good morning ~
(click the link / farm at dusk to listen)
today's track is a giant stack of singing and loops once again run through an aging tape machine, quite crispy
tomorrow is once again bandcamp friday - naturally I have more traditional tunes on offer but I'd like to remind you about personal tone zones, totally one-of-a-kind recorded music pieces that last year a lot of people enjoyed commissioning as gifts. you can get one here and friday would be a great day to do it!
also - - gonna be ripping a "sandhills music" type set at tubby's in kingston on saturday:
I felt called on by a higher being.
I am a radiant creature of light and love.
These were the texts I sent the morning after.
The repurposed church house where the party took place vibrates with an observable frequency, and something about its accessible-yet-remote location in the woods just off of the highway encourages folks to slither out of their self-consciousness and party the fuck down. People get wild there. There's something supernatural about it, maybe a little haunted, and its various stairways and lofts all face inward to a tall-ceilinged area, used in equal measure for absurdly long dining tables and as a vivid dance floor. It's also just extraordinarily lovely and our friend who lives there keeps it filled to bursting with produce grown, dried, or jarred from her sprawling, almost decadent garden. It is a place of great abundance - colorful vegetables leap out of the ground and onto your plate and it is so frictionless, so simple to have a great time there.
On Saturday the abundance reached absurd heights as beautiful people from all over filled the space. This is an arty, outgoing crowd, so a lot of energy went into costuming - fishnets, rhinestones, headdresses, mushroom hats, eyeshadow, an outfit made of lacquered compost, glitter, an entire 3D-printed screwdriver helmet. There was a walking Mondrian painting and a chihuahua mix pawing around dressed as a spider, lots of friends so made up I didn't recognize them. The devil sang with a full band.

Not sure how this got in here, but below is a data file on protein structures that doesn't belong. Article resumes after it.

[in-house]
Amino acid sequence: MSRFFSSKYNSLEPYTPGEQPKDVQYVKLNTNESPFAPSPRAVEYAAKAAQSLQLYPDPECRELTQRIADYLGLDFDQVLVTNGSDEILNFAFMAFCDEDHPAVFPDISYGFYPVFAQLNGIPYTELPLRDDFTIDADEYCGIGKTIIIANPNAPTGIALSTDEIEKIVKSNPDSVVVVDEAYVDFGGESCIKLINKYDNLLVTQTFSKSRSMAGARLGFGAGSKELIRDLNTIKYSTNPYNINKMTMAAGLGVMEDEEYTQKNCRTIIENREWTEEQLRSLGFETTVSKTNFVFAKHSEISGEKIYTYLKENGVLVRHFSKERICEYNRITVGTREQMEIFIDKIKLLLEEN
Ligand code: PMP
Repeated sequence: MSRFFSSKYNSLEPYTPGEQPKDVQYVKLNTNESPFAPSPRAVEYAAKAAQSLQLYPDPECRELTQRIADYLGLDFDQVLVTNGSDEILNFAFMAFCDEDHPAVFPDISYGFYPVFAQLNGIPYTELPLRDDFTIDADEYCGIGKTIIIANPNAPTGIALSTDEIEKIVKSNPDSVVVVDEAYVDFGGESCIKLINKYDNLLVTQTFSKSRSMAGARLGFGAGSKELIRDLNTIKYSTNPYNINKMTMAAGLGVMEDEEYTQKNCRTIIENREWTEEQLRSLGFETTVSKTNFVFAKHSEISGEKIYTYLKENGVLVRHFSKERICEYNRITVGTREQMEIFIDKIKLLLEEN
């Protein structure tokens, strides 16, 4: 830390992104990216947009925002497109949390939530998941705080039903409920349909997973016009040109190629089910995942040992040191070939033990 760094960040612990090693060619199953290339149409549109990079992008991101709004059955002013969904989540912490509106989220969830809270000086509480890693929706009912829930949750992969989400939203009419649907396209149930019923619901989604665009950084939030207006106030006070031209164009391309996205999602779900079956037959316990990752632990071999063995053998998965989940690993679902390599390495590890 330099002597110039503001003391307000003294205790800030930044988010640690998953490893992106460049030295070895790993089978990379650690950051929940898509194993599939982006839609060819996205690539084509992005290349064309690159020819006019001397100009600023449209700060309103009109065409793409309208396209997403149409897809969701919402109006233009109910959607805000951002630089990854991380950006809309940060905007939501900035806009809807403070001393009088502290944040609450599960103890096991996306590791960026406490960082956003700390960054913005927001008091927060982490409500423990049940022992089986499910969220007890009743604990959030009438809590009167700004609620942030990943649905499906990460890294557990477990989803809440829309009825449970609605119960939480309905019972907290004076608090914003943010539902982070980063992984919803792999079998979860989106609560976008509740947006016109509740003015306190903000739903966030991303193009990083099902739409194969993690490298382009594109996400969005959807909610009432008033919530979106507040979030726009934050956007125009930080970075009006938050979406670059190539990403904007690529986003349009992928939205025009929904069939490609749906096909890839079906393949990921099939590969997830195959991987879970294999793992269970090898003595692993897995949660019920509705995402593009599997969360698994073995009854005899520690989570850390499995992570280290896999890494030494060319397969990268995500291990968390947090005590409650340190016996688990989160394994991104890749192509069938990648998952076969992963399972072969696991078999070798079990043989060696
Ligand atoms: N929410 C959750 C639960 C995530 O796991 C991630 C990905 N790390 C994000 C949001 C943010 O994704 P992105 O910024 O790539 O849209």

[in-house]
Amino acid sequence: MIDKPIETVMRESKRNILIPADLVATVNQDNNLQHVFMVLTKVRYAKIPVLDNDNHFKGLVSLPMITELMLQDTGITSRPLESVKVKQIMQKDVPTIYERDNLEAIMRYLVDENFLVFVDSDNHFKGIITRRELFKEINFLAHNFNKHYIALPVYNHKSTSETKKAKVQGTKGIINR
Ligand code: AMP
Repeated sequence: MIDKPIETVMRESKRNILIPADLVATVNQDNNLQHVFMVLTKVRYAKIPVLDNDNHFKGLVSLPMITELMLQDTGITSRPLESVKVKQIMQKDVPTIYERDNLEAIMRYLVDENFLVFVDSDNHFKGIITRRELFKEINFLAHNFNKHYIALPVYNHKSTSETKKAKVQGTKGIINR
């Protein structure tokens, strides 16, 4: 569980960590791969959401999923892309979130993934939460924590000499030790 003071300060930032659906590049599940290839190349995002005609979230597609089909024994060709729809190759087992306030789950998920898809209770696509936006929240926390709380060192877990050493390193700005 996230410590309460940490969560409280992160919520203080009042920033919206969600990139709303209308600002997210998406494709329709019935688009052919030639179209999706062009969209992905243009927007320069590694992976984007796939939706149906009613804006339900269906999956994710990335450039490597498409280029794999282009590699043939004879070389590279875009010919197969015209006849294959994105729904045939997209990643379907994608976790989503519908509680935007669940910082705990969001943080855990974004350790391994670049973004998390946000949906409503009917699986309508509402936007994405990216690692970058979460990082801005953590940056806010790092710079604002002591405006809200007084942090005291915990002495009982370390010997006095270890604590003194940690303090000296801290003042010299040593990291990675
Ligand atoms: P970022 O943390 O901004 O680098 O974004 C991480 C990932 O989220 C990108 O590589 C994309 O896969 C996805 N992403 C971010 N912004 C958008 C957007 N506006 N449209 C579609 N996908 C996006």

The party was in full swing by the time I arrived from another gig and, since I was running late, I hurried to get my folding table and my LPs inside. Before I even crossed the threshold I was besotted, greeted and embraced by the benevolent ghosts and shining goblins of the night, some of them sitting around a roaring fire. It was overwhelming - I couldn't finish one hello without starting another - but I got my things inside with some effort, lifting a suitcase full of gear over the heads of the revelers standing on every available surface waiting to watch the band play. Legs dangled from the stairs and lofts overhead as they kicked into their first number and I furtively plugged in my turntable, full of anticipation. They closed the set with a cover of "the Monster Mash."